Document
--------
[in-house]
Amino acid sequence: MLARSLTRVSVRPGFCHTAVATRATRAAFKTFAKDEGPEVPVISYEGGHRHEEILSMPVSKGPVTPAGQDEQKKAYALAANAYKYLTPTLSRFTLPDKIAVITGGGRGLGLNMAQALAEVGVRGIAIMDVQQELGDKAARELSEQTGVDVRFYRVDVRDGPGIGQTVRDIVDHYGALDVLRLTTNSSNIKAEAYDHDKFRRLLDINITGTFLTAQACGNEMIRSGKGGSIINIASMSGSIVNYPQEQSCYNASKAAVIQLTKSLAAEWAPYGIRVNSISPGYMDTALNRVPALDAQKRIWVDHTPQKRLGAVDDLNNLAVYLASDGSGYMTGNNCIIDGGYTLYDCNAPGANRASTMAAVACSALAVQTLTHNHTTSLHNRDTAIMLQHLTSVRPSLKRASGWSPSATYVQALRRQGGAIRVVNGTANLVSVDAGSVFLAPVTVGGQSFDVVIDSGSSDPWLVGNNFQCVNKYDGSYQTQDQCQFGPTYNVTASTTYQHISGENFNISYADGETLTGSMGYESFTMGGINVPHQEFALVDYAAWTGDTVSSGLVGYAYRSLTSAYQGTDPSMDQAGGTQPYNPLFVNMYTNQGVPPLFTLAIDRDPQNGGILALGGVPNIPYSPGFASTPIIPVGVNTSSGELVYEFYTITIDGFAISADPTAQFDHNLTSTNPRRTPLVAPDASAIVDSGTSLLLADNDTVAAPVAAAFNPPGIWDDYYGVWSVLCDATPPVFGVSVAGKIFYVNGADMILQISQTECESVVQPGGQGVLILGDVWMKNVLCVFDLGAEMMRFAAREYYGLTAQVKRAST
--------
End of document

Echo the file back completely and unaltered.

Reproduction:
[in-house]
Amino acid sequence: MLARSLTRVSVRPGFCHTAVATRATRAAFKTFAKDEGPEVPVISYEGGHRHEEILSMPVSKGPVTPAGQDEQKKAYALAANAYKYLTPTLSRFTLPDKIAVITGGGRGLGLNMAQALAEVGVRGIAIMDVQQELGDKAARELSEQTGVDVRFYRVDVRDGPGIGQTVRDIVDHYGALDVLRLTTNSSNIKAEAYDHDKFRRLLDINITGTFLTAQACGNEMIRSGKGGSIINIASMSGSIVNYPQEQSCYNASKAAVIQLTKSLAAEWAPYGIRVNSISPGYMDTALNRVPALDAQKRIWVDHTPQKRLGAVDDLNNLAVYLASDGSGYMTGNNCIIDGGYTLYDCNAPGANRASTMAAVACSALAVQTLTHNHTTSLHNRDTAIMLQHLTSVRPSLKRASGWSPSATYVQALRRQGGAIRVVNGTANLVSVDAGSVFLAPVTVGGQSFDVVIDSGSSDPWLVGNNFQCVNKYDGSYQTQDQCQFGPTYNVTASTTYQHISGENFNISYADGETLTGSMGYESFTMGGINVPHQEFALVDYAAWTGDTVSSGLVGYAYRSLTSAYQGTDPSMDQAGGTQPYNPLFVNMYTNQGVPPLFTLAIDRDPQNGGILALGGVPNIPYSPGFASTPIIPVGVNTSSGELVYEFYTITIDGFAISADPTAQFDHNLTSTNPRRTPLVAPDASAIVDSGTSLLLADNDTVAAPVAAAFNPPGIWDDYYGVWSVLCDATPPVFGVSVAGKIFYVNGADMILQISQTECESVVQPGGQGVLILGDVWMKNVLCVFDLGAEMMRFAAREYYGLTAQVKRAST